The German bank has raised its 2013 global solar demand forecast to 30 GW – representing a 20% year-on-year increase – on the back of suggestions of strong demand in markets including India, the U.S., China (around 7 to 10 GW), the U.K. (around 1 to 2 GW), Germany and Italy (around 2 GW).
The key for Deutsche is the emergence of unsubsidised markets in many key countries.
It points, for instance, to India, where despite delays in the national solar program, huge demand for state based schemes has produced very competitive tenders, in the [12 cents per kilowatt hour] range. Given the country’s high solar radiation profile and high electricity prices paid by industrial customers, it says several conglomerates are considering large scale implementation of solar for self consumption.
“Grid parity has been reached in India even despite the high cost of capital of around 10-12 percent,” Deutsche Bank notes, and also despite a slight rise in module prices of [3 to 5 cents per kilowatt] in recent months (good for manufacturers).
Italy is another country that appears to be at grid parity, where several developers are under advanced discussions to develop unsubsidized projects in Southern Italy. Deutsche Bank says that for small commercial enterprises that can achieve 50 percent or more self consumption, solar is competitive with grid electricity in most parts of Italy, and commercial businesses in Germany that have the load profile to achieve up to 90 percent self consumption are also finding solar as an attractive source of power generation.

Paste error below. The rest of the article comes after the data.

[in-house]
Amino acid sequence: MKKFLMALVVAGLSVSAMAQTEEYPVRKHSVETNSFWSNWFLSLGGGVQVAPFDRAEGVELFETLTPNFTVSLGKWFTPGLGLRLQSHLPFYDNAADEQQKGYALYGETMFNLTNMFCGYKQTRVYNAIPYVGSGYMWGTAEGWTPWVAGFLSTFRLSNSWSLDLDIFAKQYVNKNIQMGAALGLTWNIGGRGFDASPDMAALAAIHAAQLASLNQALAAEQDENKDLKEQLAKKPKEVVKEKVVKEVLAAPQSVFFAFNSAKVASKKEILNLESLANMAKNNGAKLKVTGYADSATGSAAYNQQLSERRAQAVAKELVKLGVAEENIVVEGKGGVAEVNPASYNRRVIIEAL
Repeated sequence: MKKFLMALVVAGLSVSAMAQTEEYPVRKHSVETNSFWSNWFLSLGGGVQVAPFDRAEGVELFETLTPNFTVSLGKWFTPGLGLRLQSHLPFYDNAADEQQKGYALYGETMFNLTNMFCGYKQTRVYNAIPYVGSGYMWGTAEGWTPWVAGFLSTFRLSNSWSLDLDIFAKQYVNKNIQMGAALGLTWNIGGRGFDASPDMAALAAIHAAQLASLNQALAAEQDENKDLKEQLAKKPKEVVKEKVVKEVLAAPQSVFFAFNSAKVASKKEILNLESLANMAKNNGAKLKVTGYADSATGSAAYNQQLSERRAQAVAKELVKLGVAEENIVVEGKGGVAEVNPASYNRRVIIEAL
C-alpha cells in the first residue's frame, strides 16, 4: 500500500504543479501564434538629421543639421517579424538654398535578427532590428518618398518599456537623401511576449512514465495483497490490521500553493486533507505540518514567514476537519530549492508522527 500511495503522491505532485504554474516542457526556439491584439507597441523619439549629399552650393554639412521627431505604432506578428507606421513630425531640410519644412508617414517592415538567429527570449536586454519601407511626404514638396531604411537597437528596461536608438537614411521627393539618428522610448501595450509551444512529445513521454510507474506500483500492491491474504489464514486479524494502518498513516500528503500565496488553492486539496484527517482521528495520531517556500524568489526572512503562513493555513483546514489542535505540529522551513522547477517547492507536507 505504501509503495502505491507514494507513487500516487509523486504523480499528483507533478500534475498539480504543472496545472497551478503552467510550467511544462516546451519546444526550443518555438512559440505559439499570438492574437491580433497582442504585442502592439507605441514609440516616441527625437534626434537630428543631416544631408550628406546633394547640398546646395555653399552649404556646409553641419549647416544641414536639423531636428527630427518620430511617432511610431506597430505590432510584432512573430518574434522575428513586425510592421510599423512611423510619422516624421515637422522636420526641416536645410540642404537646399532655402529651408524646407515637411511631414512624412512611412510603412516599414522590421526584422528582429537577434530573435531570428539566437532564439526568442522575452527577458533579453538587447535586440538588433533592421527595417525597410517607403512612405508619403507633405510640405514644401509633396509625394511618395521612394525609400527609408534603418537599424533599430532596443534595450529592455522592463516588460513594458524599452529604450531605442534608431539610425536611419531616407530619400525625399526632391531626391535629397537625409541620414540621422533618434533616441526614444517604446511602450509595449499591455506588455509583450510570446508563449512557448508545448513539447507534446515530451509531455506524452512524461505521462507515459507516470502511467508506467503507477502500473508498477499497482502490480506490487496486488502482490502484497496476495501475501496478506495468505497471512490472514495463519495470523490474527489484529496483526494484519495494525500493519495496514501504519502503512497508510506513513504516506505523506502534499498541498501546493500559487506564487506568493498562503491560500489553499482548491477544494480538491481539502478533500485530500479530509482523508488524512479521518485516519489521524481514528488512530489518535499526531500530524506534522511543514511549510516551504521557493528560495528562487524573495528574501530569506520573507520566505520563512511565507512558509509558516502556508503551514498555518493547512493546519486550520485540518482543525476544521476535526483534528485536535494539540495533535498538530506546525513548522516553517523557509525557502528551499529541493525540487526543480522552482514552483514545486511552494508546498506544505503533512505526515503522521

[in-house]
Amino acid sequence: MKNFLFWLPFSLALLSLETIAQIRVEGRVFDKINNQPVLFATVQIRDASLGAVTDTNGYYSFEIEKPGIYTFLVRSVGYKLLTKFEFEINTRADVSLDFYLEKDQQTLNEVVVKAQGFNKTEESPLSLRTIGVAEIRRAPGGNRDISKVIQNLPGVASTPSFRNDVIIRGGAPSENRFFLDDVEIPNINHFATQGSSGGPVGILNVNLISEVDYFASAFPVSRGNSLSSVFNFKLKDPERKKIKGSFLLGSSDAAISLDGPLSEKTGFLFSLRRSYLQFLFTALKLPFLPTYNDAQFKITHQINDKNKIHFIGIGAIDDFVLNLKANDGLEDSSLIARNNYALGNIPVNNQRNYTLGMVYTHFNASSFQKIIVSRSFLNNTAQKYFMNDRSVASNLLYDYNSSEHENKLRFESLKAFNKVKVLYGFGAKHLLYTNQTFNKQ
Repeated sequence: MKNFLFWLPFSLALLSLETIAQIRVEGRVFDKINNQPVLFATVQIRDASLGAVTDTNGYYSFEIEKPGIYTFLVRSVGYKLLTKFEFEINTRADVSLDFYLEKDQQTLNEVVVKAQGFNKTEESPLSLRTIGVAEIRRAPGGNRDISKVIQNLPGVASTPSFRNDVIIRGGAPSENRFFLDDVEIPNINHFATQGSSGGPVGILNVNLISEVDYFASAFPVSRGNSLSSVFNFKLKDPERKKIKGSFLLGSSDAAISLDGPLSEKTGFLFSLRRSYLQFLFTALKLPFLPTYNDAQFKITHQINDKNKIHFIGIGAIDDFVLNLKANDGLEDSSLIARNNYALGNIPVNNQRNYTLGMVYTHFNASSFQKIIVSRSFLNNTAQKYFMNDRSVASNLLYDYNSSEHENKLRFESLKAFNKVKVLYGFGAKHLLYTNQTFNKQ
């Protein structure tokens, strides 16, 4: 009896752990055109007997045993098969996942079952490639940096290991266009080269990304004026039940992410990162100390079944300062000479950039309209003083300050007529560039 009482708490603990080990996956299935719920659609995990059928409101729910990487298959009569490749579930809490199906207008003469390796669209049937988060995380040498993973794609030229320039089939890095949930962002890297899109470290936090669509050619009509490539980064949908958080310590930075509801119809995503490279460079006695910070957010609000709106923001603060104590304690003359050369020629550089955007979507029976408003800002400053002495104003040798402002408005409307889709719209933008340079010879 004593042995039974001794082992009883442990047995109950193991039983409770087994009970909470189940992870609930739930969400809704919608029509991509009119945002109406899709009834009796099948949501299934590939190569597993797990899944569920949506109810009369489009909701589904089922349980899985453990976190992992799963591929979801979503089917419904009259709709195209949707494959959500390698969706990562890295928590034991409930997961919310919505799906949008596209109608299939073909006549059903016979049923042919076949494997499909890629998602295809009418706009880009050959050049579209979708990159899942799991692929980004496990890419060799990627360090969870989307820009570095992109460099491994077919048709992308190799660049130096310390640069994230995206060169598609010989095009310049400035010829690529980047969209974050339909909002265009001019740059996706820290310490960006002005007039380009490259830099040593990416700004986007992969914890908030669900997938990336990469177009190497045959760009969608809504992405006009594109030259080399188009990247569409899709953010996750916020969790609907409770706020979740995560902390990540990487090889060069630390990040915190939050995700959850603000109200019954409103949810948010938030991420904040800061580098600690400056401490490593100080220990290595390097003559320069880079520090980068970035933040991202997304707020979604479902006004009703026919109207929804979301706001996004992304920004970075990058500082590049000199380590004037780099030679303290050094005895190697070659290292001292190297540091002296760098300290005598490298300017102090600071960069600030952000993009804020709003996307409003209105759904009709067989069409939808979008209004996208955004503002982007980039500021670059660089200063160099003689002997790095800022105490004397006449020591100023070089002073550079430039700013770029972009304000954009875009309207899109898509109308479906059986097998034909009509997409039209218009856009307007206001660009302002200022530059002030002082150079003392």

Deutsche bank says demand expected in subsidised markets such as Japan and the UK, including Northern Ireland, is expected to be strong, the US is likely to introduce favourable legislation, including giving solar installations the same status as real estate investment trusts, strong pipelines in Africa and the Middle east, and unexpectedly strong demand in countries such as Mexico and Caribbean nations means that its forecasts for the year are likely to rise.
Rooftop installations are, in particular, expected to be a main focus, says Deutsche Bank. A trend for projects being planned with either “minimal/no incentives” has also been observed, despite the belief that solar policy outlooks are improving, particularly in the U.S., China and India, and “other emerging markets”.
Looking at India, Deutsche Bank predicts that due to state and RPO programs, demand is likely to be strong, at between 1 to 2 GW. Meanwhile, it says, “grid parity has been reached in India even despite the high cost of capital of ~10-12%.”
With system prices between €1,500 to €2,000/kW, net metering for systems below 200 kW and “advanced” plans for unsubsidized projects in the south of the country, Italy also “appears to be at grid parity”. “Assuming small commercial enterprises are able to achieve 50% or more self consumption, solar is competitive with grid electricity in most parts of Italy,” says Deutsche Bank.
With robust demand in the U.S., Deutsche Bank forecasts a residential solar market of around 1 GW and a commercial market of between 1.5 to 2 GW.
Meanwhile, although solar demand in Germany is said to be seasonally weak, Q2 is expected to see an increase, specifically in the small commercial segment. Overall, however, the bank believes 2013 growth could be inhibited – around 3 to 4 GW – due to less ground-mounted systems and no summer rush.
Deutsche Bank states that utilization rates in China are on the increase, as are polysilicon, wafer and module prices. In particular, with an “improving” supply outlook, it predicts that polysilicon pricing will be kept under control, although prices are expected to remain below US$25/kg. This trend should see companies like Wacker Chemie and Hemlock ramp utilization rates back up.
In terms of crystalline silicon modules, says Deutsche Bank, Chinese tier-1 prices have been increasing by between $0.03 and $0.05/W. Consequently, it says, Chinese module prices are over $0.60/W, while European module prices are over $0.70/W.